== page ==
Be very careful about deleting the exhaust valve guide seal, it is not something I would consider doing.

The 911 engine uses a positive seal which fits to the valve guide.

Its action is designed to squeegee and wipe and meter oil onto the valve stem as it moves through the seal.

You should also consider that as the exhaust gas leaves the cylinder it does create a vacuum in the guide and will draw oil though the guide and into the exhaust and oil consumption can increase significantly if seals are not fitted and guides exhibit some wear.
Makes sense to me. IF I can find that other post, I'll link it.
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Old 06-26-2016, 02:02 PM
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Just wondering if any of you have mixed the Stem Seals with Teflon and 964's (OEM) and where you placed them?
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Old 06-26-2016, 04:57 PM
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Quote:
Originally Posted by Walt Fricke View Post
Why bother with seals at all on the exhausts? Not much negative pressure acting on them, is there? And the oil has to go uphill.
Here you go.
Quote:
Originally Posted by cstreit View Post
Slighty OT in this thread but...

I used the white teflon ones recently and found that despite the popular opinion of them allowing more oil for better cooling of the valves, they actually dragged on the valve more and appeared to offer less oiling.

In addition this particular motor had a very high lift cam and the taller teflon ones were getting hit by the valve spring retainer... So we had to use the viton ones on top, and used no seal on the bottom... (race motor)
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Old 06-26-2016, 08:53 PM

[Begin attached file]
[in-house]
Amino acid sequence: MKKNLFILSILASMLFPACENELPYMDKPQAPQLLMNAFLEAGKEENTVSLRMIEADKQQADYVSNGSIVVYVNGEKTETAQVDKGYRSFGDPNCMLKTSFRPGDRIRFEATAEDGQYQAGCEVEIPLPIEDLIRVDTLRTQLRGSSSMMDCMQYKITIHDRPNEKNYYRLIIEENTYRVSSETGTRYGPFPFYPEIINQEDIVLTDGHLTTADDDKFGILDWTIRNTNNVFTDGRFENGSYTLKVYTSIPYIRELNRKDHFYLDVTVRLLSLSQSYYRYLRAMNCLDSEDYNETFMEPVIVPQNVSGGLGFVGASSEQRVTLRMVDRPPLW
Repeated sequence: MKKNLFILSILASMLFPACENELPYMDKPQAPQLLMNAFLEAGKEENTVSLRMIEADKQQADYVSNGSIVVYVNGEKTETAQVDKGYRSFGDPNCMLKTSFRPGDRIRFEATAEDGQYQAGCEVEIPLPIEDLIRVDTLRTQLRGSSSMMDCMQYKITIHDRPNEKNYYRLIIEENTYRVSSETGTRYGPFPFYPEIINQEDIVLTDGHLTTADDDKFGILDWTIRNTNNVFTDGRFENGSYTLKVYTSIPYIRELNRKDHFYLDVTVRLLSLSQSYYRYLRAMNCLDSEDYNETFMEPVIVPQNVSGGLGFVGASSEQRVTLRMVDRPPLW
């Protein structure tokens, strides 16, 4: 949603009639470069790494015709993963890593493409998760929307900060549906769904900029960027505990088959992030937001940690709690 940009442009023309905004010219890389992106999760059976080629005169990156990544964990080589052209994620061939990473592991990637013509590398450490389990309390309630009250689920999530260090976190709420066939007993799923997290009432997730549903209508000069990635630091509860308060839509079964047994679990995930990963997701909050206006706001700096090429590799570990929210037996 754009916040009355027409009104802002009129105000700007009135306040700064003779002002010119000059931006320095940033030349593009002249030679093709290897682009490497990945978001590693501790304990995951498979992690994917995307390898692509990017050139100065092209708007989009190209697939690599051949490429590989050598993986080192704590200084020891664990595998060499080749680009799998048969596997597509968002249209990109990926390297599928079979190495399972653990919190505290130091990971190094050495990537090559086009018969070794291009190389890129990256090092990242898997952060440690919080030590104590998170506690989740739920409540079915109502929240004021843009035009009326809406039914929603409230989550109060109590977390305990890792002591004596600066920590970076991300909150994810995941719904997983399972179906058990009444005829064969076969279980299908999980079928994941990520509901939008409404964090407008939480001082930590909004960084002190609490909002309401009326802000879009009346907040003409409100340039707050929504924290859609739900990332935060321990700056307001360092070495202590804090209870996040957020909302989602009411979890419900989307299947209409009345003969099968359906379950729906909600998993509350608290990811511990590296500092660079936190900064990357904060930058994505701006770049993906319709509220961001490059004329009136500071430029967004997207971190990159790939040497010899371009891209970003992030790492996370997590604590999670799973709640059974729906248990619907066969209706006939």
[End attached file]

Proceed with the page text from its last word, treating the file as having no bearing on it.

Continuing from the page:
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Well, that settles that on the white Teflons
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Old 06-26-2016, 10:17 PM
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I would use the brown, not the white. Saw a picture from a set of heads that cgarr was doing for a local friend of mine. The wear at the end of the valve guide was massive. "Could drive a truck through it" came to mind. Really, the amount of clearance between the valve stem and the guide bore was huge. The end of the guide looked all ratty & "hogged out" it was so worn.
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Old 06-27-2016, 07:14 AM
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Outstanding, ordering them now :-)
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Old 06-27-2016, 08:19 AM
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Found it.

Quote:
Originally Posted by Walt Fricke View Post

Lubrication of the exhausts can be improved, I think, by omitting the guide seals. No suction in the exhaust port to speak of, and no gravity to help move the oil along. I can't say I have done SAE quality testing, but have not noticed any excessive oiling issues with the motors I have assembled without them.